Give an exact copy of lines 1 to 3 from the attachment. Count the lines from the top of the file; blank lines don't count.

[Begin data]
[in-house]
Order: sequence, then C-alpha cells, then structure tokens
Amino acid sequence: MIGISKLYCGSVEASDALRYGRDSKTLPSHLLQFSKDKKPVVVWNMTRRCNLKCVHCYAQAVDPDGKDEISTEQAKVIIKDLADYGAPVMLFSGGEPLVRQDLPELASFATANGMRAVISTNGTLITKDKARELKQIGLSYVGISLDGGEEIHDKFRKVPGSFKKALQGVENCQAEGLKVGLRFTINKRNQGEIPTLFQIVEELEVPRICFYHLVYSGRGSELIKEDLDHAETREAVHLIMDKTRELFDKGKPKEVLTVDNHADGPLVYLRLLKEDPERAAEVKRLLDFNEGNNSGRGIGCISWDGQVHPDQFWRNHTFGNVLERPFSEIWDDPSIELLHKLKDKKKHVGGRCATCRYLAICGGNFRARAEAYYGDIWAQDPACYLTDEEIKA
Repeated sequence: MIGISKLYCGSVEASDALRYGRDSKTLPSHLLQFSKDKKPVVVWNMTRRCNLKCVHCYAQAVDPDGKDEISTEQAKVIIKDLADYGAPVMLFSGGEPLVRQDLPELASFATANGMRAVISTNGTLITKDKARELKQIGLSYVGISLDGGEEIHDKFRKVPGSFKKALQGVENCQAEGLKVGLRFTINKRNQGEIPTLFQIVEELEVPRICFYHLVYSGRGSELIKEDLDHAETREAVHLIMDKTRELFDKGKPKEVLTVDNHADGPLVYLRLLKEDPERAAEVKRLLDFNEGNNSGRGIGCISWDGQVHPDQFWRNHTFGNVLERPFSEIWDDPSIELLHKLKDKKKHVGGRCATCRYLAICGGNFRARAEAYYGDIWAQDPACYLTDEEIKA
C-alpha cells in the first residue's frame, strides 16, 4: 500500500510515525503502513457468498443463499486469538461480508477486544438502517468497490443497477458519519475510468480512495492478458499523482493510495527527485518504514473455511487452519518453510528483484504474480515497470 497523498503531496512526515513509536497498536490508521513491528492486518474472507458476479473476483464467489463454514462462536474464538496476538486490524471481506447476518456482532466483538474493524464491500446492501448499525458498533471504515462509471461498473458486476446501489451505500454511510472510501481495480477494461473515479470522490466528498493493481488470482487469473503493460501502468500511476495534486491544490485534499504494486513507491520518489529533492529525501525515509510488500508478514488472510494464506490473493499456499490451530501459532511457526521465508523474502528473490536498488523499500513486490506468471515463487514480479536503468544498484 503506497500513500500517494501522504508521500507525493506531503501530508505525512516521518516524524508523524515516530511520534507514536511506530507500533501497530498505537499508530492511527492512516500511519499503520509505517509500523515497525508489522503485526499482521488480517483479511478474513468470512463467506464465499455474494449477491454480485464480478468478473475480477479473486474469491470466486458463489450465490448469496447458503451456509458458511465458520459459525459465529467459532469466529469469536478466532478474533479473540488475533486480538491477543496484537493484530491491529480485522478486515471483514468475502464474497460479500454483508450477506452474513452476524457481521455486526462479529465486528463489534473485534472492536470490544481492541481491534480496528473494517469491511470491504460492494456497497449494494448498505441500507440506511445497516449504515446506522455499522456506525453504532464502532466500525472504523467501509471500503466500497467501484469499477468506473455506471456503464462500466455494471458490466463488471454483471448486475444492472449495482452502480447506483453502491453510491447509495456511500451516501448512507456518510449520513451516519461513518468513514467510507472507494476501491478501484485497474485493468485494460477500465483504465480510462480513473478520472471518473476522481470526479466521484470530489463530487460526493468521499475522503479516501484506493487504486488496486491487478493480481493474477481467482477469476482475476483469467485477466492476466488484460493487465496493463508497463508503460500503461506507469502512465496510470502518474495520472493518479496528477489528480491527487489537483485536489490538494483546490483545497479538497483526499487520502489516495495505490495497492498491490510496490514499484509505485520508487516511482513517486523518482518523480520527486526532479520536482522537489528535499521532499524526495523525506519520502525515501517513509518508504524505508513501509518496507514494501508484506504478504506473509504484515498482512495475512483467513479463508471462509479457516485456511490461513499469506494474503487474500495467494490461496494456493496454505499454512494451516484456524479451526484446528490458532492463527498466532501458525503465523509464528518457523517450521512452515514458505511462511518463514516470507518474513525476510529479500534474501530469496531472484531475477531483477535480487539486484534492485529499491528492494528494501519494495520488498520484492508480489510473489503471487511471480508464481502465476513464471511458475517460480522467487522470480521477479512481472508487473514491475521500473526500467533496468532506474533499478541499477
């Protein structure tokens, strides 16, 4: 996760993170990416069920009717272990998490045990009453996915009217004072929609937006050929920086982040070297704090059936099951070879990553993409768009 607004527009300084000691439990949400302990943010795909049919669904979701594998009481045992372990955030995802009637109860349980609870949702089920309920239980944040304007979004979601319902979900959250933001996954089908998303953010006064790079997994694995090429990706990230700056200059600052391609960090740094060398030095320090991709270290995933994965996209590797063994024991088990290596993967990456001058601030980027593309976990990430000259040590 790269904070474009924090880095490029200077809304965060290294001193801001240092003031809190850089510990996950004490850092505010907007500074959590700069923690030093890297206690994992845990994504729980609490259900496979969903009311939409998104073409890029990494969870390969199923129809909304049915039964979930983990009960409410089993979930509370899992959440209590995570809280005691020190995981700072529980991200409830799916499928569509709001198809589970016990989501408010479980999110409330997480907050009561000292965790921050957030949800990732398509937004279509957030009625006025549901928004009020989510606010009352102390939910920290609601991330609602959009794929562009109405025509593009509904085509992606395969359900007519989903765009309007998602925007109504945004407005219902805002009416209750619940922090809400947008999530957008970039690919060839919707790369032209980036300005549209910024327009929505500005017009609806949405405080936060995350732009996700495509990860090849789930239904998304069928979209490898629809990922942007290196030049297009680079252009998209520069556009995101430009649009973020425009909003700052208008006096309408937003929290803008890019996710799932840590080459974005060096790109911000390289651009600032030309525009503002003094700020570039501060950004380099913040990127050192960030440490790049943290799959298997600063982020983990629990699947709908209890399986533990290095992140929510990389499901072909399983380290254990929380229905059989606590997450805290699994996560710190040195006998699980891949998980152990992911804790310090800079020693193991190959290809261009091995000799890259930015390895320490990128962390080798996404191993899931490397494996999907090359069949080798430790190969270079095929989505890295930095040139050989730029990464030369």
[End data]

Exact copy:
[in-house]
Order: sequence, then C-alpha cells, then structure tokens
Amino acid sequence: MIGISKLYCGSVEASDALRYGRDSKTLPSHLLQFSKDKKPVVVWNMTRRCNLKCVHCYAQAVDPDGKDEISTEQAKVIIKDLADYGAPVMLFSGGEPLVRQDLPELASFATANGMRAVISTNGTLITKDKARELKQIGLSYVGISLDGGEEIHDKFRKVPGSFKKALQGVENCQAEGLKVGLRFTINKRNQGEIPTLFQIVEELEVPRICFYHLVYSGRGSELIKEDLDHAETREAVHLIMDKTRELFDKGKPKEVLTVDNHADGPLVYLRLLKEDPERAAEVKRLLDFNEGNNSGRGIGCISWDGQVHPDQFWRNHTFGNVLERPFSEIWDDPSIELLHKLKDKKKHVGGRCATCRYLAICGGNFRARAEAYYGDIWAQDPACYLTDEEIKA